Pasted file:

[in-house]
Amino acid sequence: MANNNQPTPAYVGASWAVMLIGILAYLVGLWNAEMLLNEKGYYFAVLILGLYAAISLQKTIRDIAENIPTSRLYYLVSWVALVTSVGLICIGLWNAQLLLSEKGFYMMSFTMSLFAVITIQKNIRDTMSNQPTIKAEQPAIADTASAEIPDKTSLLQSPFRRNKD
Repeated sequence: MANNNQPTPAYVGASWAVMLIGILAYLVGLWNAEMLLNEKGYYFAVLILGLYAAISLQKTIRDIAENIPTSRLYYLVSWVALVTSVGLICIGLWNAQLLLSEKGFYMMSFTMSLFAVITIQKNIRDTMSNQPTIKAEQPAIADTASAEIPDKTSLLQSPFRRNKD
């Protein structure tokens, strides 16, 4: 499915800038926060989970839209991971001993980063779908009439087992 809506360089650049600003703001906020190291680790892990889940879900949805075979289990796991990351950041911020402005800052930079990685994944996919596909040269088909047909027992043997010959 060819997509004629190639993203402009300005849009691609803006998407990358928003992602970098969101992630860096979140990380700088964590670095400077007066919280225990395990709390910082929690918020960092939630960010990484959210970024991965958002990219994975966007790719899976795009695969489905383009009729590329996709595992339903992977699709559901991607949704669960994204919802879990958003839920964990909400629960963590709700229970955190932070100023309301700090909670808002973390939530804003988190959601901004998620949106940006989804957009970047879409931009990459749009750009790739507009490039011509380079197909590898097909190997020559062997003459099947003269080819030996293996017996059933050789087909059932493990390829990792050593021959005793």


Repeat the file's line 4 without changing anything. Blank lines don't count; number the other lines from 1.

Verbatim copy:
């Protein structure tokens, strides 16, 4: 499915800038926060989970839209991971001993980063779908009439087992 809506360089650049600003703001906020190291680790892990889940879900949805075979289990796991990351950041911020402005800052930079990685994944996919596909040269088909047909027992043997010959 060819997509004629190639993203402009300005849009691609803006998407990358928003992602970098969101992630860096979140990380700088964590670095400077007066919280225990395990709390910082929690918020960092939630960010990484959210970024991965958002990219994975966007790719899976795009695969489905383009009729590329996709595992339903992977699709559901991607949704669960994204919802879990958003839920964990909400629960963590709700229970955190932070100023309301700090909670808002973390939530804003988190959601901004998620949106940006989804957009970047879409931009990459749009750009790739507009490039011509380079197909590898097909190997020559062997003459099947003269080819030996293996017996059933050789087909059932493990390829990792050593021959005793």